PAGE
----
On Jan 18, 12:01 am, "Francois R. Velde"
Post by Turenne Post by Turenne
The idea that the Duke of Cambridge and The Princess Royal is daft.
Where did the quote come from?
I am a great admirer of M. Velde; but I think that in this instance he
And he agrees with you. As David diagnosed correctly, I replaced "Prince William"
with "Duke of Cambridge" without proper thought for context, as he kindly put it.
I've replaced him with Prince Harry.
Since the constitutional reforms, the concept of "peer" may seem murky, but the
traditional definition (e.g. Blackstone) of who is noble and who is a commoner
still works. The reforms certainly provide no basis for reducing the set of
commoners, and they in no way concerned or involved sons of peers or untitled
grandchildren of the monarch.
Alas, that is not going to get off the hook either.
Blackstone, who was concerned mainly in the definition of commoner in
the context of noble, dit not consider the meaning of commoner in any
other sphere, e.g. the municipal or academic. He certainly never
discussed the status of the grandchildren of a monarch.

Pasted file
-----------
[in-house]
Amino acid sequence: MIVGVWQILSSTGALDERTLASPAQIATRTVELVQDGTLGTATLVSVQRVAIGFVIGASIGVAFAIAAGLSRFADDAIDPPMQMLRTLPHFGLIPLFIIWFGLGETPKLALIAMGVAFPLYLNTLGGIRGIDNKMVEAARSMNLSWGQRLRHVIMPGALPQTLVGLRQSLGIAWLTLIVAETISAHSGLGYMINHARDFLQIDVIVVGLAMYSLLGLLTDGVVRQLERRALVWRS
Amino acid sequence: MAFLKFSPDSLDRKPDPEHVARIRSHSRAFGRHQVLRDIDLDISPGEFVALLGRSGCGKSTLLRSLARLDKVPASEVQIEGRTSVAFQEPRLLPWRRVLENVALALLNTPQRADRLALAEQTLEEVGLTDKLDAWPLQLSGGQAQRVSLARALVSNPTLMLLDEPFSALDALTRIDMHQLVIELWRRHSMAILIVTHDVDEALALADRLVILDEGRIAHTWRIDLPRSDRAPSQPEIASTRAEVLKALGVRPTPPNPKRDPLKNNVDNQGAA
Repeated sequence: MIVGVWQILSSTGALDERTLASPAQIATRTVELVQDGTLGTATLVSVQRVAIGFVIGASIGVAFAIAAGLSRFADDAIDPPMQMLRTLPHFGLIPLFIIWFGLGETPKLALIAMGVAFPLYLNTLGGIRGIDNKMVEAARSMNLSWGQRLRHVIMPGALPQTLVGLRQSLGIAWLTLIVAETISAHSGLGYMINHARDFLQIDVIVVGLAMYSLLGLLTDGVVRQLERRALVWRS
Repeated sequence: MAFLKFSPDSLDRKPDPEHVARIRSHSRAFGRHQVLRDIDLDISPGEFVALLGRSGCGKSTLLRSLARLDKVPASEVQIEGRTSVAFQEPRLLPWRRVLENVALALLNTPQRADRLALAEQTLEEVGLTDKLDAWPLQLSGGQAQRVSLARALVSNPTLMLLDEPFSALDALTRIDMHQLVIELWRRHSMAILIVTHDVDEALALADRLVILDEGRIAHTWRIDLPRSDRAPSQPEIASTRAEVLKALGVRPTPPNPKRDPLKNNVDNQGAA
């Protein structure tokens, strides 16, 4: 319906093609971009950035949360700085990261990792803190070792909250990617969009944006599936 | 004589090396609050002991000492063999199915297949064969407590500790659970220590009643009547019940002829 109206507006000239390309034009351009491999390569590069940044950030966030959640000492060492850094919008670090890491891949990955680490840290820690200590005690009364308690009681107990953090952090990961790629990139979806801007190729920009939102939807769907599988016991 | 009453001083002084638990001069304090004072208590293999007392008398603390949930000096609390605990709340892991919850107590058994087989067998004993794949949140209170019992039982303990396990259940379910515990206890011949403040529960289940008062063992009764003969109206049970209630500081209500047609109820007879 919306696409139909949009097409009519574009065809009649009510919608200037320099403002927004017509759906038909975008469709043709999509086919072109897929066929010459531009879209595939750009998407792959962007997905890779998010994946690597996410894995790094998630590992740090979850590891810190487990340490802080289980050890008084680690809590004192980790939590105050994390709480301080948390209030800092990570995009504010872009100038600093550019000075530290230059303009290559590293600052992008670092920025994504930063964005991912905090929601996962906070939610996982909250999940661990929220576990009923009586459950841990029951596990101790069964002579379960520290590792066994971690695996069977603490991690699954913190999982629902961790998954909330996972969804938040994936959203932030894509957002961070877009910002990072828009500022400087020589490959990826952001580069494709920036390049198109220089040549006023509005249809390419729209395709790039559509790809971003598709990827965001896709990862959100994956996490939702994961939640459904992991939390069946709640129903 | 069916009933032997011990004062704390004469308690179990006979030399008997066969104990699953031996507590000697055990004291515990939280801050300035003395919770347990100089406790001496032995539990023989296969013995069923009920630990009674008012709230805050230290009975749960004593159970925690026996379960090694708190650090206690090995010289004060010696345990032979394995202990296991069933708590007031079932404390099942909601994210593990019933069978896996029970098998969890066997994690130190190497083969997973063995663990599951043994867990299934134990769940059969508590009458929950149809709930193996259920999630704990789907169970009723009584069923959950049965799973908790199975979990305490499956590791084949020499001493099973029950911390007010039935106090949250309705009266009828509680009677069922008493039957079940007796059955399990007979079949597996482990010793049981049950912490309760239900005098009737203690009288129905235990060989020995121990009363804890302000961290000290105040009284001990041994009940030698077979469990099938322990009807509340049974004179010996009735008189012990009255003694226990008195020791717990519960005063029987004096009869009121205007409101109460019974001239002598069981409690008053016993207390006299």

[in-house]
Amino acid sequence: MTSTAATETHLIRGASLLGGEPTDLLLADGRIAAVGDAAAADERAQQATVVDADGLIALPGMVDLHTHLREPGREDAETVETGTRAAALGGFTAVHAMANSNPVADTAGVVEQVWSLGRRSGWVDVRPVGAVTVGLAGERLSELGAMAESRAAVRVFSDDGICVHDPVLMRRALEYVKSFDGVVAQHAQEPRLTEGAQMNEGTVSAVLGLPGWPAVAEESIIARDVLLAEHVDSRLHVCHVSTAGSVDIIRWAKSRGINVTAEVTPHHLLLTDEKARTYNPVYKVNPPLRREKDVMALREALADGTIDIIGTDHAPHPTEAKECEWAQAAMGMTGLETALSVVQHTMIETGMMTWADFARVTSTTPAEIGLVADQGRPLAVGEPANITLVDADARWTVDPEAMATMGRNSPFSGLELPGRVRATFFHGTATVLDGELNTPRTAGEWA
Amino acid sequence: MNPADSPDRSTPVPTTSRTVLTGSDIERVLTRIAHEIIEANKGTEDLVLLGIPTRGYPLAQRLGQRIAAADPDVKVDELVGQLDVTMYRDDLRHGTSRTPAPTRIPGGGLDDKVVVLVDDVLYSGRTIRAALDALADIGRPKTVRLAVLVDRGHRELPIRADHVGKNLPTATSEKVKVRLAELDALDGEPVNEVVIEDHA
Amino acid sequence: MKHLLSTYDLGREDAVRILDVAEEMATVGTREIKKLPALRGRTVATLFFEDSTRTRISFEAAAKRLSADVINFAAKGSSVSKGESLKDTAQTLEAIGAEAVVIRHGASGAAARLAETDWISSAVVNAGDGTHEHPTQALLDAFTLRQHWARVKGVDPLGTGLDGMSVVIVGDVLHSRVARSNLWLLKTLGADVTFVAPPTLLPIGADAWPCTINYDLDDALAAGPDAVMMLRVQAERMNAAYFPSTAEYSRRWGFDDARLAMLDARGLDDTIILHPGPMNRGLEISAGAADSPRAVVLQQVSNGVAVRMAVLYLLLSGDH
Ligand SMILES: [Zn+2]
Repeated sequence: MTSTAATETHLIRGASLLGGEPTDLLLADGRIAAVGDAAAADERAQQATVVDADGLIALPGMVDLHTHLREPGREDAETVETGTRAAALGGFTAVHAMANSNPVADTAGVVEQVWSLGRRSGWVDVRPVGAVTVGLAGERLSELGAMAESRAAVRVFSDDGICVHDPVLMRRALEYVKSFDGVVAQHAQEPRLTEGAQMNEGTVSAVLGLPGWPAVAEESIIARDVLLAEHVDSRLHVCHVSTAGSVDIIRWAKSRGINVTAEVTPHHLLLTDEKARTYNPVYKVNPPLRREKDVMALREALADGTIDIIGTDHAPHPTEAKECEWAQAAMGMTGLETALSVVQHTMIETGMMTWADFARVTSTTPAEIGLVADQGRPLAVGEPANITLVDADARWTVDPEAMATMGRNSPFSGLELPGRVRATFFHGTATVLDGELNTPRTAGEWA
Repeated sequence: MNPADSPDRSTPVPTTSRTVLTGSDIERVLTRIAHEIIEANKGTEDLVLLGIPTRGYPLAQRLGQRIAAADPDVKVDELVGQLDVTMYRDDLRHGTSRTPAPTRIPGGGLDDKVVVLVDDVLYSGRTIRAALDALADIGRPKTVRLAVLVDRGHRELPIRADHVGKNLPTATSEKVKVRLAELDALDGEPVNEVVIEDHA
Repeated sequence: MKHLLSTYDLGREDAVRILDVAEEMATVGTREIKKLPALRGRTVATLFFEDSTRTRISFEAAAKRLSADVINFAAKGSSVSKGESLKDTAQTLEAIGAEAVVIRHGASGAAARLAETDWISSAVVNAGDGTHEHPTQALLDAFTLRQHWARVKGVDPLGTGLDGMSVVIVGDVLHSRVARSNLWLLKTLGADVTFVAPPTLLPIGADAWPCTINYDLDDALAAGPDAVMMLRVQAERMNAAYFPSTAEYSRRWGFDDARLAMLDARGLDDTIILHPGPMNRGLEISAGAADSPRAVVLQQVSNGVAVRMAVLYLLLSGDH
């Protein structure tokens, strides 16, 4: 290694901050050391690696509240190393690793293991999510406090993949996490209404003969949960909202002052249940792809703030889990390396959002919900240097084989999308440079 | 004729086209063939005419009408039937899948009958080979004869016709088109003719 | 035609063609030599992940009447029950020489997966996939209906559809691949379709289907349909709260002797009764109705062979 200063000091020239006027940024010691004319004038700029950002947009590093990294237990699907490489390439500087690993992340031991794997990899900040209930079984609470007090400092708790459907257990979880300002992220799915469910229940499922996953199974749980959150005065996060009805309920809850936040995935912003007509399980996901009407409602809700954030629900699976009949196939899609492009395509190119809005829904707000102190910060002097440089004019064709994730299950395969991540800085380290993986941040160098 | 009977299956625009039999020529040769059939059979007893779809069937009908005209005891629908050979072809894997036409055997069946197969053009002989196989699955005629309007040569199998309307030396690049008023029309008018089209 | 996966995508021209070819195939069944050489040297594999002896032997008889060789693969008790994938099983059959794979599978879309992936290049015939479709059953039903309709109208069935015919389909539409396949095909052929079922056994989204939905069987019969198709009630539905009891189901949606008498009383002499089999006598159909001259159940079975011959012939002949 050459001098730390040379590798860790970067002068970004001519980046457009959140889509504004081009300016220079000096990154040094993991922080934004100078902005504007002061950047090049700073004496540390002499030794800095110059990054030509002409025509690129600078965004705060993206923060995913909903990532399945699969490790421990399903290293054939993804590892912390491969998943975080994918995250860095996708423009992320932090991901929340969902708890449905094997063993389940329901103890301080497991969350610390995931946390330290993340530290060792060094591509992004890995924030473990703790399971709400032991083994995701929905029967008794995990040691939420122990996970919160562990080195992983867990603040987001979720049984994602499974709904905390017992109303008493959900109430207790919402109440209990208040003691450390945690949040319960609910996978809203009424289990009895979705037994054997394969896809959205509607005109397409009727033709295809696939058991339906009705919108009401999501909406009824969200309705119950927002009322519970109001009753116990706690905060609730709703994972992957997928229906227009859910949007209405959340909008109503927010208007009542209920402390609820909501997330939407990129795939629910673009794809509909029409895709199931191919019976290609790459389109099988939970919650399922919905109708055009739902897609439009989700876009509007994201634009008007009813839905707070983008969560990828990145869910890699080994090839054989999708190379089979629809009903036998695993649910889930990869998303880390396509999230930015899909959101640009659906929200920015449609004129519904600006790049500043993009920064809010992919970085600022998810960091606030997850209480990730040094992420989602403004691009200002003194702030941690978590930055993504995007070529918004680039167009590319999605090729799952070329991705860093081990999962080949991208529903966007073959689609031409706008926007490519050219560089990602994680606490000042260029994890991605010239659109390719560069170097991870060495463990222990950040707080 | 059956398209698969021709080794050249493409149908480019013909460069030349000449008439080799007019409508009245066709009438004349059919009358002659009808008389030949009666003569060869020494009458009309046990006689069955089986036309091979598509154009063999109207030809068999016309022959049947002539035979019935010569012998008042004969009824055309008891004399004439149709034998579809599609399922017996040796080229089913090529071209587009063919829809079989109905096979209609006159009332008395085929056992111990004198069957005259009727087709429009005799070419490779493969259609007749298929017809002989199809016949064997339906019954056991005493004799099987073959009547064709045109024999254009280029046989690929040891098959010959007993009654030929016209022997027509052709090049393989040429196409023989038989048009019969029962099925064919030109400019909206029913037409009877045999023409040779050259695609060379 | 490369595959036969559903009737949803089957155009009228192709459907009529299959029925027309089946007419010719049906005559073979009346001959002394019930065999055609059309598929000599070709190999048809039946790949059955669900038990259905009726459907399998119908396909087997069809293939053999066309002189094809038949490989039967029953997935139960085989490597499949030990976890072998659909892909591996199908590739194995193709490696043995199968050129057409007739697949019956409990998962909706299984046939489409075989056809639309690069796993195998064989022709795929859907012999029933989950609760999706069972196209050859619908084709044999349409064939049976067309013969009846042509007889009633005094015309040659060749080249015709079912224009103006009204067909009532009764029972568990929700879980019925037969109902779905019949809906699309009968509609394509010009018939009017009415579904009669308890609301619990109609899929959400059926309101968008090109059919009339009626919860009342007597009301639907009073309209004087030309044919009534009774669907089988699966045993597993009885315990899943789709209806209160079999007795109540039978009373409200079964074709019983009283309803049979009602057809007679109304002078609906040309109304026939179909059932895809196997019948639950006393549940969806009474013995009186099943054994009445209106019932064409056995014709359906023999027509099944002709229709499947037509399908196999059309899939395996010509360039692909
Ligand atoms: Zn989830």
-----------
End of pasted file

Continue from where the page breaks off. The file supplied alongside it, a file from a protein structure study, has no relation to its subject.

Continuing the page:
Even so, where he did discuss the "commonality", he divided the state
into estates consisting of the clergy, the civil, the military and
maritime. Then dividing the civil estate into nobles and commoners.
His definition of a commoner is one who was not a clergyman, not a
member of the military, not a member of the naval forces, not a
nobleman, or not a wife or widow of a nobleman (provided she had not
remarried a commoner).
Since practically all adult members of the Royal Familiy hold one or
multiple military appointments, they cannot possibly be commoners even
under Blackstone's definition.
Of course, it is interesting to see that those defined by Blackstone
as not being commoners include, when it comes to the military, "the
whole of the soldiery". Thereby incorporating amongst their number,
not only the regular military forces but also the militia and the
retired, from the highest ranking Field Marshal to the lowliest newly
recruited private soldier.